Pharmaceuticals 2010, 3(5), 1348-1359; doi:10.3390/ph3051348
Received: 29 March 2010; in revised form: 19 April 2010 / Accepted: 23 April 2010 / Published: 29 April 2010| Download PDF Full-text (200 KB) | Download XML Full-text
Review: Combining Biofilm-Controlling Compounds and Antibiotics as a Promising New Way to Control Biofilm Infections
Pharmaceuticals 2010, 3(5), 1374-1393; doi:10.3390/ph3051374
Received: 26 March 2010; in revised form: 20 April 2010 / Accepted: 30 April 2010 / Published: 11 May 2010| Download PDF Full-text (210 KB) | Download XML Full-text
Review: Beneficial and Harmful Interactions of Antibiotics with Microbial Pathogens and the Host Innate Immune System
Pharmaceuticals 2010, 3(5), 1694-1710; doi:10.3390/ph3051694
Received: 31 March 2010; in revised form: 26 April 2010 / Accepted: 24 May 2010 / Published: 25 May 2010| Download PDF Full-text (101 KB) | Download XML Full-text
Pharmaceuticals 2010, 3(7), 1988-2006; doi:10.3390/ph3071988
Received: 29 April 2010; in revised form: 3 June 2010 / Accepted: 23 June 2010 / Published: 24 June 2010| Download PDF Full-text (194 KB)
Review: Extensively Drug-Resistant Tuberculosis: A Sign of the Times and an Impetus for Antimicrobial Discovery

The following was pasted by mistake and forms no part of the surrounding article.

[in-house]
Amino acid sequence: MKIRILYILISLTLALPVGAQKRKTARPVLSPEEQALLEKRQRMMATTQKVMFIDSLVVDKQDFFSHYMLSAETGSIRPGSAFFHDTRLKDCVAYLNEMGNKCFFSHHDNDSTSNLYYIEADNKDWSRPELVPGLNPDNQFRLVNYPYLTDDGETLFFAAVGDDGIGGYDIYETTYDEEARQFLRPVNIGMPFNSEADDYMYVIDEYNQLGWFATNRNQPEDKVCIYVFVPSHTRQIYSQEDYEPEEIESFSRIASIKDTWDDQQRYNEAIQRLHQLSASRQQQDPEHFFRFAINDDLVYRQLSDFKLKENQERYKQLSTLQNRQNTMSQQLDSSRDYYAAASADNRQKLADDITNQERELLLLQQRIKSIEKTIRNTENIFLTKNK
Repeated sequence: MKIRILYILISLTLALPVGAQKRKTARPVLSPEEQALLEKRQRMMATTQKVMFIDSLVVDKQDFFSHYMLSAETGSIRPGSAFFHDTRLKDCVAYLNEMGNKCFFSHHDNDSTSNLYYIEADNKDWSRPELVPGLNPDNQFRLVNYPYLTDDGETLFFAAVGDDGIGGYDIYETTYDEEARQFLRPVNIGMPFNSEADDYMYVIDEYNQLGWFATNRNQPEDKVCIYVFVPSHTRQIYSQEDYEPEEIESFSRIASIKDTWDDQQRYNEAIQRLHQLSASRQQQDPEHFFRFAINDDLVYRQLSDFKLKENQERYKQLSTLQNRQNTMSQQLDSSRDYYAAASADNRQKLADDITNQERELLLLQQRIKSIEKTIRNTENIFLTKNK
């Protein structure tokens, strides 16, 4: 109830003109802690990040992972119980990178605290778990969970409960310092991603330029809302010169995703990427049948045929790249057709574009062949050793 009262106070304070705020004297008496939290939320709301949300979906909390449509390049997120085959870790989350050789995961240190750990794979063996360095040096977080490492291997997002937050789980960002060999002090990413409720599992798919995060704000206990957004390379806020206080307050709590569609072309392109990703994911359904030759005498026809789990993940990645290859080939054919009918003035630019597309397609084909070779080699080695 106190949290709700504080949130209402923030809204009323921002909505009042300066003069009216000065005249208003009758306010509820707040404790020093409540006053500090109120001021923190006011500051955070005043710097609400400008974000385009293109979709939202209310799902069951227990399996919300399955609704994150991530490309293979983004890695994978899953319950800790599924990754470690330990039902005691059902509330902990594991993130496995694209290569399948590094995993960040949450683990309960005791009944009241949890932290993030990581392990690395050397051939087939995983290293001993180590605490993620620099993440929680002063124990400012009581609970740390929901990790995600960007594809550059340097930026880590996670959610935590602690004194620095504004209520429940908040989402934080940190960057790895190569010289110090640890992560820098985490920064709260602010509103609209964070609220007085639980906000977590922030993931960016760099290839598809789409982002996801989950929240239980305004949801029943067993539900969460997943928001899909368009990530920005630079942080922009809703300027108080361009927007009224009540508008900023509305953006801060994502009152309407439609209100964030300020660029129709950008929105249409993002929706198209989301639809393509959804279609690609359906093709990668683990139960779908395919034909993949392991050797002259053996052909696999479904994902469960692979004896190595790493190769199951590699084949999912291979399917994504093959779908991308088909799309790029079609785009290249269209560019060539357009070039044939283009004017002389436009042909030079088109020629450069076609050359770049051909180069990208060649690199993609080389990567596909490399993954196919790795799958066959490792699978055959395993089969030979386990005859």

Pharmaceuticals 2010, 3(7), 2268-2290; doi:10.3390/ph3072268
Received: 15 June 2010 / Accepted: 19 July 2010 / Published: 20 July 2010| Download PDF Full-text (180 KB)
Pharmaceuticals 2010, 3(8), 2380-2386; doi:10.3390/ph3082380
Received: 13 May 2010; in revised form: 8 July 2010 / Accepted: 13 July 2010 / Published: 26 July 2010| Download PDF Full-text (98 KB)
Review: Clinical Pharmacokinetics of Penicillins, Cephalosporins and Aminoglycosides in the Neonate: A Review
Pharmaceuticals 2010, 3(8), 2568-2591; doi:10.3390/ph3082568
Received: 2 July 2010; in revised form: 22 July 2010 / Accepted: 3 August 2010 / Published: 12 August 2010| Download PDF Full-text (205 KB)
The below list represents only planned manuscripts. Some of these manuscripts have not been received by the Editorial Office yet. Papers submitted to MDPI journals are subject to peer-review.
Manuscript ID: Pharmaceuticals-antibiotics-20091110-Di Stefano-it
Type of Paper: Review
Title: Rational Use of Antibiotics in the Treatment of Functional Bowel Disorders
Authors: M. Di Stefano, C. Mengoli and G.R. Corazza
Affiliation: Department of Medicine, University of Pavia, Foundation IRCCS “S.Matteo” Hospital, Piazzale Camillo Golgi 19, Pavia 27100, Italy; E-Mail: email@example.com
Abstract: Functional gastrointestinal symptoms such us bloating, fullness, flatulence, diarrhea, and constipation due to irritable bowel syndrome (IBS) were recently erroneously attributed to small bowel bacterial overgrowth, a condition depending on the presence of an increased number of bacteria in the small bowel. This association provoked an incorrect use of antibiotics. However, antibiotics could be effective in the treatment of functional complaints, but only in a subgroup of patients, characterized by an increase of fermentation at colonic level. In this review, we have commented on the rationale for antibiotic use in IBS and revised the papers suggesting the incorrect pathophysiological link between IBS and small bowel bacterial overgrowth.
Last update: 20 July 2010